Climate Change vs.
The climate and ecological emergency affects everyone. It is having and will have distinct consequences for outdoor enthusiasts, workers and businesses.
Outdoors people and wild places throughout Australia have already been deeply affected by climate change and these impacts will worsen to a degree dependent how we address the crisis.
Climate change impacts natural environments, biodiversity and our ability to visit and enjoy wild places, affecting outdoor enthusiasts, workers and businesses alike. Increases in the intensity and frequency of extreme weather events can increase risks to visitors. Affected areas may be unsuitable for certain activities more often and conducting activities and trips may become more challenging and less predictable. When climate impacts degrade environments, they become less appealing and enriching to visit. We experience grief when outdoor places we love are impacted.
The impacts of climate change are numerous and complex and can affect different areas, environments and activities differently. Below we explore the effects various climate impacts have had and will have on the outdoors.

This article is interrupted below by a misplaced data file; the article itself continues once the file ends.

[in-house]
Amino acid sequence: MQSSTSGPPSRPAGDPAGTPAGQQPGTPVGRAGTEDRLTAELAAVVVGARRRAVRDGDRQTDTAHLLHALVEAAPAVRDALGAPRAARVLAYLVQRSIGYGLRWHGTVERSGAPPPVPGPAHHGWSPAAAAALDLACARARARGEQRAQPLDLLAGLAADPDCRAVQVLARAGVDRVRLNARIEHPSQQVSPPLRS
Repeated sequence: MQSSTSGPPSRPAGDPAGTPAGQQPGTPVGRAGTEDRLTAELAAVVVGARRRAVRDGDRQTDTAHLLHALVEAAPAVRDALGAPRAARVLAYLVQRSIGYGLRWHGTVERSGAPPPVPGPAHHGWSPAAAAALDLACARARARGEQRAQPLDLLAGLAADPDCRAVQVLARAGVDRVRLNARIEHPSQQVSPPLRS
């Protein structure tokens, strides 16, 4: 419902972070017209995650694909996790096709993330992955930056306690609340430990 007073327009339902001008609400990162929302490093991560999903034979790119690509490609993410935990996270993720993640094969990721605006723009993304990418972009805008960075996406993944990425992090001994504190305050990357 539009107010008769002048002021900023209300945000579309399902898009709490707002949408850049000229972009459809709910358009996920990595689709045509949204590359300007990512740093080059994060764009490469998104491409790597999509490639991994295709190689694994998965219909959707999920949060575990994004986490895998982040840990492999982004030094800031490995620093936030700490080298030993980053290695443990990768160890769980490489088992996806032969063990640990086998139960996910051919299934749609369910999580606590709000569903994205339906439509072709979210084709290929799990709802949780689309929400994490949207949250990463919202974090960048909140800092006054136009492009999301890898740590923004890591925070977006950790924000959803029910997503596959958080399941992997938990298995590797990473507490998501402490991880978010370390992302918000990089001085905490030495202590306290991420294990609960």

This article explores some specific impacts to the outdoor community and not the many other consequences of the climate and ecological crisis. To learn more about the emergency, you can check out some of our preferred resources here.
Increasing Extreme Heat
Average temperatures are increasing globally as a result of climate change. Hot days are getting hotter, and heatwaves are becoming longer and more frequent. 2019 was the hottest year ever recorded in Australia.
Heatwaves are deadly and avoiding heat-related illness is a serious safety consideration for outdoor recreation in hot weather.
Hotter temperatures have already impacted and will increasingly impact activities like bushwalking, running, cycling and mountain biking. In certain places some activities may become unsuitable for more and more of the year. This will be problematic for outdoor enthusiasts, workers and businesses alike.
It's easy to imagine how already hot places like the Northern Territory will be affected by increasing heat both for local people, visitors and outdoor businesses and workers.
Worsening Drought Conditions
Since the 1970s, late autumn and early winter rainfall has decreased by 15% in southeast Australia and Western Australia’s southwest region has experienced a 15% decline in cool season rainfall. Drought conditions in Australia are further exacerbated by an increase in the intensity and frequency of hot days and heatwaves caused by climate change. Time spent in drought is expected to increase in the future across southern Australia.